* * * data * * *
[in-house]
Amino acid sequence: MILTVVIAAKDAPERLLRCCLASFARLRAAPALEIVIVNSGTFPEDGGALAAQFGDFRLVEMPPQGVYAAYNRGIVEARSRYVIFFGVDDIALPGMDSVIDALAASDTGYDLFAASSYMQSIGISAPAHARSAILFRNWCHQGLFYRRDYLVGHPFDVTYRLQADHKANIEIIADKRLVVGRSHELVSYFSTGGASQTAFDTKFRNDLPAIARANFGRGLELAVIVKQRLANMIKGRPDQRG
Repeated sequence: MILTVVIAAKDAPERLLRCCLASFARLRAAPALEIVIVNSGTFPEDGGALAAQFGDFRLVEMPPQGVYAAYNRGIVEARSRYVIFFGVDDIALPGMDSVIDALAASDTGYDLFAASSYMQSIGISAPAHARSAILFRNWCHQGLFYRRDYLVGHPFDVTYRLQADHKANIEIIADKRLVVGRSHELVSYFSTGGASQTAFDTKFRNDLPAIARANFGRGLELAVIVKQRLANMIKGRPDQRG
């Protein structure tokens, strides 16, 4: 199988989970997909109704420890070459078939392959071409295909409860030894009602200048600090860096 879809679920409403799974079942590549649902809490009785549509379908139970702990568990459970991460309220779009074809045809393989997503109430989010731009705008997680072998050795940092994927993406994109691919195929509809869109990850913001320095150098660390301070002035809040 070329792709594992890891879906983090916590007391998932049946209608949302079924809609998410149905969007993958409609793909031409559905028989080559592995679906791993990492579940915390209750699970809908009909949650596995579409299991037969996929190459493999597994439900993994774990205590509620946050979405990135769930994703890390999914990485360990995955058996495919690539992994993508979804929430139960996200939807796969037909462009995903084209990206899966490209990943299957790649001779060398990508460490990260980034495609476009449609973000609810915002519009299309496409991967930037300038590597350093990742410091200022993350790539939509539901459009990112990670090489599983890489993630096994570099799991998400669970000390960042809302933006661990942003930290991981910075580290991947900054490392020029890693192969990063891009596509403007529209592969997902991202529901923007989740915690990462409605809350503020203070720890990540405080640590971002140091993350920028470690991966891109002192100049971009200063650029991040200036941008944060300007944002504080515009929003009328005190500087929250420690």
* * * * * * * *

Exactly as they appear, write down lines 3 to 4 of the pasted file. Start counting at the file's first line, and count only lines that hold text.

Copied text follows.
Repeated sequence: MILTVVIAAKDAPERLLRCCLASFARLRAAPALEIVIVNSGTFPEDGGALAAQFGDFRLVEMPPQGVYAAYNRGIVEARSRYVIFFGVDDIALPGMDSVIDALAASDTGYDLFAASSYMQSIGISAPAHARSAILFRNWCHQGLFYRRDYLVGHPFDVTYRLQADHKANIEIIADKRLVVGRSHELVSYFSTGGASQTAFDTKFRNDLPAIARANFGRGLELAVIVKQRLANMIKGRPDQRG
């Protein structure tokens, strides 16, 4: 199988989970997909109704420890070459078939392959071409295909409860030894009602200048600090860096 879809679920409403799974079942590549649902809490009785549509379908139970702990568990459970991460309220779009074809045809393989997503109430989010731009705008997680072998050795940092994927993406994109691919195929509809869109990850913001320095150098660390301070002035809040 070329792709594992890891879906983090916590007391998932049946209608949302079924809609998410149905969007993958409609793909031409559905028989080559592995679906791993990492579940915390209750699970809908009909949650596995579409299991037969996929190459493999597994439900993994774990205590509620946050979405990135769930994703890390999914990485360990995955058996495919690539992994993508979804929430139960996200939807796969037909462009995903084209990206899966490209990943299957790649001779060398990508460490990260980034495609476009449609973000609810915002519009299309496409991967930037300038590597350093990742410091200022993350790539939509539901459009990112990670090489599983890489993630096994570099799991998400669970000390960042809302933006661990942003930290991981910075580290991947900054490392020029890693192969990063891009596509403007529209592969997902991202529901923007989740915690990462409605809350503020203070720890990540405080640590971002140091993350920028470690991966891109002192100049971009200063650029991040200036941008944060300007944002504080515009929003009328005190500087929250420690």